As a first-time author, I’ve been watching for review stars on Amazon.com as if it’s the 4th of July. The validation that comes with seeing review stars light up is a definite ego boost. But, online reviews are more than that. They’re a critical component in the way companies – B2B and B2C – do business in a market of social acceptance and sharing.
Check out these stats from PeopleClaim.com:
75% of online reviews are positive.
Lesson: Don’t shy away from asking your customers to write reviews. They’ll build credibility for you within the social sphere. After all, we all want to align with winners, don’t we? Oh, and don’t forget the first-hand feedback you’ll get to help you continue to improve your business/product.
95% of unhappy customers will return to your business if an issue is resolved quickly and efficiently.
Lesson: Unfavorable reviews don’t have to be bad. Take your customers’ comments to heart and do what you can to turn the situation around. If you’re a business owner registered on a review site like Yelp or Google, you can contact your reviewers directly to demonstrate that their opinion matters. Once the situation is resolved, you might even go so far to ask your customer to write a new review.
71% agree that consumer reviews make them more comfortable that they are buying the right product/service.
Lesson: Don’t underestimate the power of social acceptance. Most of us don’t want to be the first to try something new. Reading a positive online review builds customer confidence that they’re going to make a sound decision. Comments from your customers on your site or a review site carry a lot of weight. Interviewing a customer, writing their story and posting it to your site is good, too. Just make sure you write more than “This is the greatest product ever.” Give specifics. Make the review tangible so others can identify with it and build trust in your brand.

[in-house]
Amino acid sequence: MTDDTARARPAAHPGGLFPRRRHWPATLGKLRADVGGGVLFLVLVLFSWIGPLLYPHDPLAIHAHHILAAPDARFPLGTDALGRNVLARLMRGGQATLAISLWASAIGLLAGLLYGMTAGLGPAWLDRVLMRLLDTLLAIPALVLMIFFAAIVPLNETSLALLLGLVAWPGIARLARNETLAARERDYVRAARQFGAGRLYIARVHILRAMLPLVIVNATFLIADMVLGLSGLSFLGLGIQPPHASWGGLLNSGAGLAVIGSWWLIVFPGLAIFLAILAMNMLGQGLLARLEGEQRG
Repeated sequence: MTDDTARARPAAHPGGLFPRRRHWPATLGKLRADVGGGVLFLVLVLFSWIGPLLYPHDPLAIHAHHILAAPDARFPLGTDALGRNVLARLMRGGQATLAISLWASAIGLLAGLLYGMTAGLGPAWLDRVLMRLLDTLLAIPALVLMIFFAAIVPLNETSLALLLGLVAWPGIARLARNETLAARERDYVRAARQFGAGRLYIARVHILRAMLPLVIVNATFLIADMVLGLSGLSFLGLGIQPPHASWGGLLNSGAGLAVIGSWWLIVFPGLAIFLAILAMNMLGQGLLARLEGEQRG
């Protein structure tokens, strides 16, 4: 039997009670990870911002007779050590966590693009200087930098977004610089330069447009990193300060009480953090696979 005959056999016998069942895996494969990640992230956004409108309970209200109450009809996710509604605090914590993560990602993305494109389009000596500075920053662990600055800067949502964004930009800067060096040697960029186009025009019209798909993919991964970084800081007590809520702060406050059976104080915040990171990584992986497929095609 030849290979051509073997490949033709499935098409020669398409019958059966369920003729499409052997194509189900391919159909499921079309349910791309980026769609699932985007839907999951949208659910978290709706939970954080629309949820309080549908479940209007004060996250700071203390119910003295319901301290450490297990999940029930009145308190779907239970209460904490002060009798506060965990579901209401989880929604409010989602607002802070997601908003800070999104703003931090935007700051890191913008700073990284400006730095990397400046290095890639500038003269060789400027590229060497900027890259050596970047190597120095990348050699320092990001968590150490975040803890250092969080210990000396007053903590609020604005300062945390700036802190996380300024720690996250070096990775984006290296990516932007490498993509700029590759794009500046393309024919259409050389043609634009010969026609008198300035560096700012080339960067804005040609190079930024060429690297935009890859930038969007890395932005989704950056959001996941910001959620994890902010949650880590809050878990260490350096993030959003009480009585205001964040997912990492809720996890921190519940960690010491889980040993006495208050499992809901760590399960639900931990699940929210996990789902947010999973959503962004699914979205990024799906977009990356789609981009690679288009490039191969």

70% of people consult reviews/ratings before purchasing.
Lesson: Think of reviews as the market research your customers are seeking. Keep an eye on what people are saying about you. Engage with the reviewers. Join the conversation to thank them for being a customer and augment their comments with more information, if appropriate. Do not under any circumstances respond defensively or start an argument. Find a way to contact the customer outside of the review setting and see what you can do to help the situation.
It is estimated that in 2014, 10 – 15% of all social media reviews will be fake.
Lesson: Don’t buy reviews. Be authentic. Fake reviews have tell-tale signs and they will be found out, perhaps by your competition. Be especially careful of marketing companies that promise you good reviews for your site. It won’t matter if your staff wrote a fake review or if your outsourced marketing firm did it on your behalf, the story will spread that you’re a big faker. #BadForm
Just like real estate, the watch words for social marketing are location, location, location. Google.com reviews show up on Google Maps, for example, so don’t just point people to Yelp. Remember, the web is social. Search engines give priority to sites with reviews, and customers are more likely to discover what you do if it isn’t just your site talking about you. People matter more than even the best written web site, and reviews are an easy way for people to participate with your business.
The easiest way to get positive reviews? Run a solid business and treat your customers well. Then, sit back and bask in the glow of those validating stars. You’ve earned ’em.